ALAN TAYLOR: And, uh, we’re all jumping on this one. Um, I mean, Malekith is a purist. He’s a fundamentalist. He’s a zealot. Uh, one of the major themes in the movie for me is something that, you know, most of your characters have to confront in one way or another, uh, and it was a question, it was, it was a theme that was expressed very clearly by Malekith in the scene that you will find on your Blu-ray, um, uh, where he’s confronting Odin and he’s, he says, um, you have to ask yourself, as I once did, “What are you willing to sacrifice for what you believe?” And it’s every character goes through a turning point like that in the movie, and Malekith is the kind of guy who would sacrifice anything for principal.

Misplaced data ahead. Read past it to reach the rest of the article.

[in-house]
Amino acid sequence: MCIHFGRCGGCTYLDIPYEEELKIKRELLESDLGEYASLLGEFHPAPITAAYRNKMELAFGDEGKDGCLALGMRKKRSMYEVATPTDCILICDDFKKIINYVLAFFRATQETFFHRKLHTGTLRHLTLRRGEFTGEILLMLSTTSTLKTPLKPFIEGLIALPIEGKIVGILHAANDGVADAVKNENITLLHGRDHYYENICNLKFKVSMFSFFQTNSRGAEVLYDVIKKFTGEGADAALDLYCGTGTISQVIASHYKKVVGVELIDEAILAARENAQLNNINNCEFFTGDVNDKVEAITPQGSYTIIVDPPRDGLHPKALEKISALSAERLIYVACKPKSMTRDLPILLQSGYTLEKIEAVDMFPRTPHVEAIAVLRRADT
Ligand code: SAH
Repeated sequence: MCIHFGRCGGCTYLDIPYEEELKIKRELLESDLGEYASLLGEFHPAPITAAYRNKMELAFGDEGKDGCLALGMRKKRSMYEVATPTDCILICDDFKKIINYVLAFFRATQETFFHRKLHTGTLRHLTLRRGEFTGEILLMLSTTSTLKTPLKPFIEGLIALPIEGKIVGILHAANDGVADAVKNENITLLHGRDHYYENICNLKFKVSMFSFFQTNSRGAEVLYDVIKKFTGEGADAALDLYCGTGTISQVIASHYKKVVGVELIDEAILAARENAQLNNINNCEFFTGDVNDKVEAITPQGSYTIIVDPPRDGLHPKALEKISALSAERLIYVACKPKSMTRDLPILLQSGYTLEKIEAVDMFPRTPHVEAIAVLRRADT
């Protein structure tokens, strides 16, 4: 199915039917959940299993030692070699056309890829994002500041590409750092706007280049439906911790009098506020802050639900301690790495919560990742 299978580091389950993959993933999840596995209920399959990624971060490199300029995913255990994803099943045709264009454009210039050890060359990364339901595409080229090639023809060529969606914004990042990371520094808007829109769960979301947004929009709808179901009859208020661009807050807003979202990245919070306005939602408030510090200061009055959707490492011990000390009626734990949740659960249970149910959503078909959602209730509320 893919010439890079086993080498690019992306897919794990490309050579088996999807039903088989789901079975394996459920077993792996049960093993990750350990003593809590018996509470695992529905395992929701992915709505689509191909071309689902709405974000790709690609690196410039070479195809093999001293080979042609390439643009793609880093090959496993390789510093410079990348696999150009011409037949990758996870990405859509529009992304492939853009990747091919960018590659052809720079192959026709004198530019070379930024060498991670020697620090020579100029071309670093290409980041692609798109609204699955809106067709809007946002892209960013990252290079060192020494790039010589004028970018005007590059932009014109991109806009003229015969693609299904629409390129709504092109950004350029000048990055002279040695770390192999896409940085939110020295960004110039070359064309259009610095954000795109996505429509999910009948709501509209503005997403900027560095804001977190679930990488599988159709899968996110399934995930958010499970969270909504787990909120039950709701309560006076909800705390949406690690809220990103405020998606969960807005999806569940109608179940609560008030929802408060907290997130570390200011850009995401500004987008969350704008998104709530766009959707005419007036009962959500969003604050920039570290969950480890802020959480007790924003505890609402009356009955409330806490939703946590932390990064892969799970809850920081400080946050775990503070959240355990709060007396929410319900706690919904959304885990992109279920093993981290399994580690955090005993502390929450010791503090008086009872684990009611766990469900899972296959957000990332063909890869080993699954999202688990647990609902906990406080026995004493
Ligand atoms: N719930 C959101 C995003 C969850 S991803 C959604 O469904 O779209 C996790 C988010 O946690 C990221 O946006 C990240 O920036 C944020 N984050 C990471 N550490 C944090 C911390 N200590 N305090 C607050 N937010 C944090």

ALAN TAYLOR: And we’ve seen him do it. And Thor learns a difficult version of that and decides to go a different way.

MODERATOR: Okay. Time for a very last question from this lady in the front row. Thank you.

JOURNALIST: Um, I was wondering for Tom and Chris, I mean, Malekith is the main enemy in this, so Loki, he’s, although he’s seen as the enemy, he’s not the main antagonist. So I was wondering, deep down, do you think Loki is really evil, or is it just a jealous façade on the outside?